Wave 1 broadly neutralizing antibodies target V2

The inability of gp120 to adsorb out wave 1 neutralization suggested these antibodies might recognize the trimer specific epitope in V1/V2 defined by PG9/16 [16]. Therefore, we performed mapping studies using ConC, which was neutralized by all three waves of neutralizing antibodies (Figure 2A – red curve). Seven mutations in the V2 region (F159A, N160A, R166A, K168A, K169E, K171A, and I181A) each abrogated wave 1 neutralization, but did not significantly affect the titers of waves 2 or 3 (Figure 2A – purple curves). In contrast, a D167N mutation resulted in enhanced neutralization by wave 1 antibodies, but did not significantly affect the titers of waves 2 or 3 (Figure 2A – orange curve). A second mutation (L165A) also resulted in significant neutralization enhancement at all the time points tested, including those preceding breadth (Figure 2A – grey curve), suggesting that this mutation resulted in general neutralization sensitivity. Overall, these data indicated that wave 1 antibodies (but not waves 2 or 3) targeted residues in the V2 region.

Figure 2. The first wave of broadly neutralizing antibodies targets residues in the V2 region.

A) Longitudinal neutralization of ConC V2 mutants. ConC wild-type (wt) is shown in red. V2 mutants F159A, N160A, R166A, K168A, K169E, K171A, and I181A that abrogated wave 1 neutralization are shown in purple. The D167N mutation that enhanced wave 1 neutralization is shown in orange, while the L165A mutation that resulted in universal neutralization sensitivity is shown in grey. The timing of wave 1 (red), wave 2 (green), and wave 3 (brown) neutralization is summarized above as horizontal lines, while the peak titers at each wave are indicated with dotted lines. ID50 titers (y-axis) are shown versus weeks p.i. (x-axis). B) The dependence of CAP257 wave 1 neutralizing antibodies (at 67 weeks p.i.) on V2 residues in ConC, compared to monoclonal antibodies PGT145, CH01-04, and PG9/16. Complete abrogation of neutralization is colored red, 2–10 fold reductions in IC50 are colored yellow, and >10 fold reductions in IC50 are colored orange.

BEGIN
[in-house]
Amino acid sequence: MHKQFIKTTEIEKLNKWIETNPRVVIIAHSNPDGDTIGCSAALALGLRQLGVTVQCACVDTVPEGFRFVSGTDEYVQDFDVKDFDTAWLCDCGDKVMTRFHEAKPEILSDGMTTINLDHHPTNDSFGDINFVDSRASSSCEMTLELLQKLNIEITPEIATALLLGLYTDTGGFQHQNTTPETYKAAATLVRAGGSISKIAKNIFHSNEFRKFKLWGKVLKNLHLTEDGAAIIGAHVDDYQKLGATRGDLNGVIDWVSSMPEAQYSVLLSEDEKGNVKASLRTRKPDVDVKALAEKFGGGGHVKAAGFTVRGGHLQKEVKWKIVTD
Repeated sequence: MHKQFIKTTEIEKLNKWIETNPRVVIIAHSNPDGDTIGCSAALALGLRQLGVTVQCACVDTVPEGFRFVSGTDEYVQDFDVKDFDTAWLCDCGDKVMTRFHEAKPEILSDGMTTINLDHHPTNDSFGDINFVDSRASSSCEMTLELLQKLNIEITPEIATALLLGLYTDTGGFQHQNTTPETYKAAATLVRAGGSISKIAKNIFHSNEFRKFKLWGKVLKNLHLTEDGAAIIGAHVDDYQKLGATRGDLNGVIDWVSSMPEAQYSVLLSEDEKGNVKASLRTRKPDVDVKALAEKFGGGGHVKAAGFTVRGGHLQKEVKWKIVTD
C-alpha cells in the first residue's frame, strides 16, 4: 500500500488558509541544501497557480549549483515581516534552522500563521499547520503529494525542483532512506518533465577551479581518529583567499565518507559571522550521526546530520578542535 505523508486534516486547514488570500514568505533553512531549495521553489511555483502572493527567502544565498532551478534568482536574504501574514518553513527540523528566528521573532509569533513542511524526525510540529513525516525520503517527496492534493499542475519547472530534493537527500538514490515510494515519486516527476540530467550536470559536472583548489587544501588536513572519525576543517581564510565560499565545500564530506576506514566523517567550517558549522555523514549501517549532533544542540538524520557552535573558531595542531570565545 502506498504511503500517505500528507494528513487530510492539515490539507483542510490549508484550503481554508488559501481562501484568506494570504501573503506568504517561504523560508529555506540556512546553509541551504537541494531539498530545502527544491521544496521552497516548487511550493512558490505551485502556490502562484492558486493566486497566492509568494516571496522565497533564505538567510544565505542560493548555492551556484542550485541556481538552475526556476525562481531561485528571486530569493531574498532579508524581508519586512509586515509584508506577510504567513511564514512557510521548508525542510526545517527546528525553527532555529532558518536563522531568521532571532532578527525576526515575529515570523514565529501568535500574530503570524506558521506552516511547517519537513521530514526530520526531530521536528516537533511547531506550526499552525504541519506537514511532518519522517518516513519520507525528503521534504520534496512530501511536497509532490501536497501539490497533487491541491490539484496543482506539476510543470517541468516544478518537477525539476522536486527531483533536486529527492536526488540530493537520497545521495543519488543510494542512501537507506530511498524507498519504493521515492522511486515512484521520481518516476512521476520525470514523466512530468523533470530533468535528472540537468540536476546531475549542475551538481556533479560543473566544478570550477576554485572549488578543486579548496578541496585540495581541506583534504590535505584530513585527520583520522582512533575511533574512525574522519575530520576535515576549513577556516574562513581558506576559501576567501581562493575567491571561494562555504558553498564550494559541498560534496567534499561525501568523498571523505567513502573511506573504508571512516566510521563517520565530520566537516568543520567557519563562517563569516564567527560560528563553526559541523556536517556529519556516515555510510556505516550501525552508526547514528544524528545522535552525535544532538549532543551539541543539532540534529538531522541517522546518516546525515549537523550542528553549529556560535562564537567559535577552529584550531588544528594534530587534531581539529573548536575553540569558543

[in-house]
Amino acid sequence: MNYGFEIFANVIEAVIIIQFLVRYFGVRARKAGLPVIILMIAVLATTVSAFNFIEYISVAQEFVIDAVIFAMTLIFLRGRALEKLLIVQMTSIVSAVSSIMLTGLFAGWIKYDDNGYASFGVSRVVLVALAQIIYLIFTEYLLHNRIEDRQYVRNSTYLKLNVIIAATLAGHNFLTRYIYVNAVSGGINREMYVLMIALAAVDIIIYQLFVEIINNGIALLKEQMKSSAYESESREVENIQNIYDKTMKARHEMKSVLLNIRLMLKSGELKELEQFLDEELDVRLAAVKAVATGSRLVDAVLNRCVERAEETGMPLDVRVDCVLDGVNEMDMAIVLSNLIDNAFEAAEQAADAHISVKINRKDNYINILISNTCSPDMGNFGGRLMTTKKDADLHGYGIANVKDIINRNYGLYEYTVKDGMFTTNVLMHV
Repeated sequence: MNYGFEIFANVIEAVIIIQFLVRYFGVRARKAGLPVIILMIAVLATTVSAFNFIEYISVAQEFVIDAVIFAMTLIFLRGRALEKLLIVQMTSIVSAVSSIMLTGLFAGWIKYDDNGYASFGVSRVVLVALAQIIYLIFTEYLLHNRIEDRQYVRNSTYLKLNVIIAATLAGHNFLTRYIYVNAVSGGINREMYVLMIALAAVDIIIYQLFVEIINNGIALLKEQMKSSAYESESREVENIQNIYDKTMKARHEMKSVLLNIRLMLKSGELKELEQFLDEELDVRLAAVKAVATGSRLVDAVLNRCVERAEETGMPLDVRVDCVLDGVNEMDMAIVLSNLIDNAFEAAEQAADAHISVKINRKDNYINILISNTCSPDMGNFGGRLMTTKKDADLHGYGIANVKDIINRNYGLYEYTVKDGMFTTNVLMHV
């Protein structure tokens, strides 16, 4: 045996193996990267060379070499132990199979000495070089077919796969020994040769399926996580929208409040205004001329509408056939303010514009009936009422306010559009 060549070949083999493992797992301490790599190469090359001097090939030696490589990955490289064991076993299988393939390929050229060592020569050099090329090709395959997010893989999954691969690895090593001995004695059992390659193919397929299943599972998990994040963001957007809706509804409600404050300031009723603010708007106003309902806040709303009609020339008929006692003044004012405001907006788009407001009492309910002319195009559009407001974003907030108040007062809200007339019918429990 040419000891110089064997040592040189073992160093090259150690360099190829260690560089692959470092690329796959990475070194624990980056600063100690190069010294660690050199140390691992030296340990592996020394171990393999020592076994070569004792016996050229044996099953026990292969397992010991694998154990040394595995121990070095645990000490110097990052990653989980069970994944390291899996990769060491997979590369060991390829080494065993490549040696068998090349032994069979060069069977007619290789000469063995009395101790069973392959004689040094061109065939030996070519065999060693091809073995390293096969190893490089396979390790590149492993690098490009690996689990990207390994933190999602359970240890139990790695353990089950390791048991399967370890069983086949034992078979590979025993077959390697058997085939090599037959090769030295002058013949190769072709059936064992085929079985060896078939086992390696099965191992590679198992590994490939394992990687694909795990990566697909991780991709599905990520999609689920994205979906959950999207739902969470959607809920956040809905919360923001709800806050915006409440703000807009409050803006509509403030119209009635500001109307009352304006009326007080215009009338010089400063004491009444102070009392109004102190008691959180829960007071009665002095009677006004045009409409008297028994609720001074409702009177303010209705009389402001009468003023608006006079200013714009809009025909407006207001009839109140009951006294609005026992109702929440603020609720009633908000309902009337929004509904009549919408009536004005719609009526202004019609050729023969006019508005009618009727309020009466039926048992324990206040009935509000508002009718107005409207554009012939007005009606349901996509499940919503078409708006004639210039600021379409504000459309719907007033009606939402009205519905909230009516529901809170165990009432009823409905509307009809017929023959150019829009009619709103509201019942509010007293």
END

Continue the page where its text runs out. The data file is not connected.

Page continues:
To define whether the V2 epitope recognized by CAP257 plasma antibodies overlapped with that of known broadly neutralizing antibodies to this site, we tested the sensitivity of PG9/16, CH01-04, and PGT145 to the same ConC V2 mutations described above and compared them to CAP257 neutralizing antibodies at the peak of wave 1 activity, 67 weeks p.i. (Figure 2B). Of the seven mutations that abrogated CAP257 neutralization only two (N160A and K169E) resulted in complete resistance to all the antibodies tested, consistent with previous data [35], [36]. Neither the monoclonal antibodies nor CAP257 wave 1 antibodies were sensitive to deletion of the N156 glycan (through the S158A mutation) in ConC. Lastly, mutations at two hydrophobic amino acids in V2 (F159A and I181A) that do not form part of the PG9 epitope as defined by the crystal structure [37], had a significant effect on the neutralization of monoclonal antibodies targeting V2, and CAP257 wave 1 antibodies.